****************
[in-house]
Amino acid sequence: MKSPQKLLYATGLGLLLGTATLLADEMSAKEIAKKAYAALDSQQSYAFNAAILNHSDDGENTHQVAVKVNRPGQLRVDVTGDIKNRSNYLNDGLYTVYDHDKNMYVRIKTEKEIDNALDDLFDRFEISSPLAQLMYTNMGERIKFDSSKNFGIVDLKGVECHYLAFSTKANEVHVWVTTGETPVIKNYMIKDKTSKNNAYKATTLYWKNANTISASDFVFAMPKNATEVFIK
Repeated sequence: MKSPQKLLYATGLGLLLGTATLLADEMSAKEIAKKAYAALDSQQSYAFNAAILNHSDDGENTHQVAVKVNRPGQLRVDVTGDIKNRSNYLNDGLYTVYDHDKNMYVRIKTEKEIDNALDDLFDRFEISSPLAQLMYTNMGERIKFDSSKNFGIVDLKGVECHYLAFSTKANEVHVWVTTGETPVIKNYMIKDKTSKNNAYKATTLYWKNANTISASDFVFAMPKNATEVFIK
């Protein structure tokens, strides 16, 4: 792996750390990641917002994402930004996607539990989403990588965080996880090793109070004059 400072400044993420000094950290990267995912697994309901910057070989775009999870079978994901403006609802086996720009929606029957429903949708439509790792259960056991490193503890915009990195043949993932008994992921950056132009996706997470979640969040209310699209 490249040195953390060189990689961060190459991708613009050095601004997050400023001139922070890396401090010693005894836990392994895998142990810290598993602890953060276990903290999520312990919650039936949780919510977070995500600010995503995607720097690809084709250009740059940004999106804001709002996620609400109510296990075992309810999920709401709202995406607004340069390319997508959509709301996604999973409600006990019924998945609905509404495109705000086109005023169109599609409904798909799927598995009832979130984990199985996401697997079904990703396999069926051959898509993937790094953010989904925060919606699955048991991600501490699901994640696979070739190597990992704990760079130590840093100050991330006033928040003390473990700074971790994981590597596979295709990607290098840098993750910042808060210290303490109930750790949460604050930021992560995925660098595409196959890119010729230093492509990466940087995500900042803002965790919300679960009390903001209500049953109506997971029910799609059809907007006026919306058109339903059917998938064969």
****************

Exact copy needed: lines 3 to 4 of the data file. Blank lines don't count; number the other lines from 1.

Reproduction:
Repeated sequence: MKSPQKLLYATGLGLLLGTATLLADEMSAKEIAKKAYAALDSQQSYAFNAAILNHSDDGENTHQVAVKVNRPGQLRVDVTGDIKNRSNYLNDGLYTVYDHDKNMYVRIKTEKEIDNALDDLFDRFEISSPLAQLMYTNMGERIKFDSSKNFGIVDLKGVECHYLAFSTKANEVHVWVTTGETPVIKNYMIKDKTSKNNAYKATTLYWKNANTISASDFVFAMPKNATEVFIK
């Protein structure tokens, strides 16, 4: 792996750390990641917002994402930004996607539990989403990588965080996880090793109070004059 400072400044993420000094950290990267995912697994309901910057070989775009999870079978994901403006609802086996720009929606029957429903949708439509790792259960056991490193503890915009990195043949993932008994992921950056132009996706997470979640969040209310699209 490249040195953390060189990689961060190459991708613009050095601004997050400023001139922070890396401090010693005894836990392994895998142990810290598993602890953060276990903290999520312990919650039936949780919510977070995500600010995503995607720097690809084709250009740059940004999106804001709002996620609400109510296990075992309810999920709401709202995406607004340069390319997508959509709301996604999973409600006990019924998945609905509404495109705000086109005023169109599609409904798909799927598995009832979130984990199985996401697997079904990703396999069926051959898509993937790094953010989904925060919606699955048991991600501490699901994640696979070739190597990992704990760079130590840093100050991330006033928040003390473990700074971790994981590597596979295709990607290098840098993750910042808060210290303490109930750790949460604050930021992560995925660098595409196959890119010729230093492509990466940087995500900042803002965790919300679960009390903001209500049953109506997971029910799609059809907007006026919306058109339903059917998938064969």